Florida Is by Far the Most Dangerous State for Homeless
The conventional narrative holds that Florida is a wonderful place to be homeless. There's lots of sunshine and warm weather. There are public beaches. And sure enough, homeless people abound.
Andres David Lopez
But according to a disturbing study released this past Friday, this notion couldn't be further from the grim reality. Florida is by far the most dangerous state to be homeless. Just take a look at these illuminating charts.
According to the second chart, California, which has a population of 38 million, has had 258 acts of violence against the homeless over the past decade, but Florida, which has a population of only 19 million, has logged 217 acts of violence. Three states -- Idaho, Vermont, and North Dakota -- didn't report a single one.
Charts: National Coalition for the Homeless
As if it weren't bad enough, the report also condemned Florida for "criminalizing" the homeless community. "Many cities here have enacted severe anti-camping, panhandling, and anti-food-sharing laws" and these cities "are also the ones with the most elevated number of hate crimes against homeless people."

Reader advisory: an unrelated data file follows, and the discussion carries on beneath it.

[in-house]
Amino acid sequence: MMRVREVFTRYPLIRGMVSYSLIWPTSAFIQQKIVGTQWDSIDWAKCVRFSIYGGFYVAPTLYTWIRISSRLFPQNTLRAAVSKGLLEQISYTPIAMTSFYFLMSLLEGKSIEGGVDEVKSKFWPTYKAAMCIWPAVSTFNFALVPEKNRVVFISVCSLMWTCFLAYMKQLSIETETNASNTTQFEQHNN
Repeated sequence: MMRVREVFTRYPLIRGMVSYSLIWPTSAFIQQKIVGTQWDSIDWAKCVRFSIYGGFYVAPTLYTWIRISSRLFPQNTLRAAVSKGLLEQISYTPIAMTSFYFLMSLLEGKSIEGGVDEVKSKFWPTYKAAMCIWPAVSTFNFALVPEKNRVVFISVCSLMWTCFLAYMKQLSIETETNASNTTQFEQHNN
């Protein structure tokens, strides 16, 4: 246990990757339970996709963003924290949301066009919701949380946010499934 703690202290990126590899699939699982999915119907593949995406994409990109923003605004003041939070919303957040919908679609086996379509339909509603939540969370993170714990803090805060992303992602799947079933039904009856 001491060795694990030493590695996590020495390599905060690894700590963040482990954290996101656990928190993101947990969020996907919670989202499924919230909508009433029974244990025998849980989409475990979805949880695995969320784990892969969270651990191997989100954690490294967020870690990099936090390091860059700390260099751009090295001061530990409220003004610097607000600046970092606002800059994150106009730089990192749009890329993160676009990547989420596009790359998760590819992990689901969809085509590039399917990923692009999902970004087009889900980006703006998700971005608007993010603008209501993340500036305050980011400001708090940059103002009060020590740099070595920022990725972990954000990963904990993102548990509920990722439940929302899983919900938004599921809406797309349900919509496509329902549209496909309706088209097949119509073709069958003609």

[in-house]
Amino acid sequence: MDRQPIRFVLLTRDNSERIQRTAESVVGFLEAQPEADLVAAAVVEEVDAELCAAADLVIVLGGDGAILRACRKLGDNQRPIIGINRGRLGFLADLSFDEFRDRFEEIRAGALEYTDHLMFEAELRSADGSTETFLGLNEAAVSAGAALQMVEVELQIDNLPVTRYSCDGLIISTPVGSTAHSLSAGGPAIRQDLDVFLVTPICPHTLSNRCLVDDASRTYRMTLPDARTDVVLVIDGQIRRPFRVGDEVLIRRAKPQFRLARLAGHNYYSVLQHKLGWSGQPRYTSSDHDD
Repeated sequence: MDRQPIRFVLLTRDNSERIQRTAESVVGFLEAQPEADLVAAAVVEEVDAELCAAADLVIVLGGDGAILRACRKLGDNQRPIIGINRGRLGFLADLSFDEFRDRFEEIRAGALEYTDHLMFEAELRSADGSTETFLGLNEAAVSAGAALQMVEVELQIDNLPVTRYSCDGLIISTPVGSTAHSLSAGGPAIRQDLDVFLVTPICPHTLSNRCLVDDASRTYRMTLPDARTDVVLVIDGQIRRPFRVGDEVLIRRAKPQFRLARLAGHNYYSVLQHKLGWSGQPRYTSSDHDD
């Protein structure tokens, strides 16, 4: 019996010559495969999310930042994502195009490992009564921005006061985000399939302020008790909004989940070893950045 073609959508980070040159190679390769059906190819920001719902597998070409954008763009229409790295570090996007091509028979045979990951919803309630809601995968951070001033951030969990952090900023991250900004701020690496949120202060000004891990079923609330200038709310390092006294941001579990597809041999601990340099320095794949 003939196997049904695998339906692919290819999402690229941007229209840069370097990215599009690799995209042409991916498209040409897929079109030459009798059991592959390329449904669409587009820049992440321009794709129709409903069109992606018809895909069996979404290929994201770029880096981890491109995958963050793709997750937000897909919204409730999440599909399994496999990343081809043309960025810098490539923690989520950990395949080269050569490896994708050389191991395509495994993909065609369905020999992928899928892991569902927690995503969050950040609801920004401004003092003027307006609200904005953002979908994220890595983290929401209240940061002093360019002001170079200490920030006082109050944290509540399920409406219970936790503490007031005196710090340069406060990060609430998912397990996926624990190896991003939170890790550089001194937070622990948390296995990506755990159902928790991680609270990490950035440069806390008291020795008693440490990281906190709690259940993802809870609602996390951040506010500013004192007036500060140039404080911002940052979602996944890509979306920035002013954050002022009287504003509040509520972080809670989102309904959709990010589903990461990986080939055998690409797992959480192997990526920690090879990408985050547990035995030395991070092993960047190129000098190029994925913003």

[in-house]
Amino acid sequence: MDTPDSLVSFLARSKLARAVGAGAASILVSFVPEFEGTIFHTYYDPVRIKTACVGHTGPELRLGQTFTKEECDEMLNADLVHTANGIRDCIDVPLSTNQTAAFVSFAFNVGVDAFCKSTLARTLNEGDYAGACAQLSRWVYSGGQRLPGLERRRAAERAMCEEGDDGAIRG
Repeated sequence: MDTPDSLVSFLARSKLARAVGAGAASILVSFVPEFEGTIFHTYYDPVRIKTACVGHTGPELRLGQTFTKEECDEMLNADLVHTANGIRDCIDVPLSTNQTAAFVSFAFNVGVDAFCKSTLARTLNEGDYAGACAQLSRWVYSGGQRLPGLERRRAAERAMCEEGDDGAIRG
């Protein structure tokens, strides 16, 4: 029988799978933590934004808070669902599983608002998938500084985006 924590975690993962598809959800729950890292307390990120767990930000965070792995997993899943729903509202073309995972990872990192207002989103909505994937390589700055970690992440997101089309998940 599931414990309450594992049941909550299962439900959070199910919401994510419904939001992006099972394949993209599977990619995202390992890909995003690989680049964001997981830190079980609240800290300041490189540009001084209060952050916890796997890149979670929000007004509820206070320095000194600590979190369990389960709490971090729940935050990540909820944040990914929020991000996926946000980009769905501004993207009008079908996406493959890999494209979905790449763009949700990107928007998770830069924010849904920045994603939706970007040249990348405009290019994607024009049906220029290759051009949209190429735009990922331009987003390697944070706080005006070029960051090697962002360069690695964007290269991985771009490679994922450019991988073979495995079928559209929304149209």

Many of the examples of violence that the report lists are terrifying:
On December 1 of last year, in Deerfield Beach, 23-year-old John Stabile confessed to killing a 43-year-old homeless, whom "he'd been thinking about killing for weeks." On December 12, in Hallandale Beach, two teenagers aged 14 and 17 were charged with murdering a 40-year-old homeless man after they asked the man to help them find a prostitute. After the man did, the prostitute claimed the boys didn't have enough money, but the older man demanded his money anyway. An argument erupted. Eventually, the boys "punched, kicked, and stabbed him with a pen." On December 18, in Miami, a 49-year-old homeless man was "randomly stabbed" while asking for money at an intersection. A man in a black Ford 150 truck gave Mercado some money, then stabbed him in the neck, and drove off.
What emerges from the grisly tales is the dehumanization of the homeless in Florida. Acts that wouldn't necessarily happen to those in normalized society frequently target those most shunted to the shadows.
"This violence is prompted by a profound lack of empathy for fellow human beings," remarked Jerry Jones, the coalition's director. "It's the same moral failure that allows our society to tolerate the larger tragedy of homelessness."
If you know more, send your story tip to author, Terrence McCoy.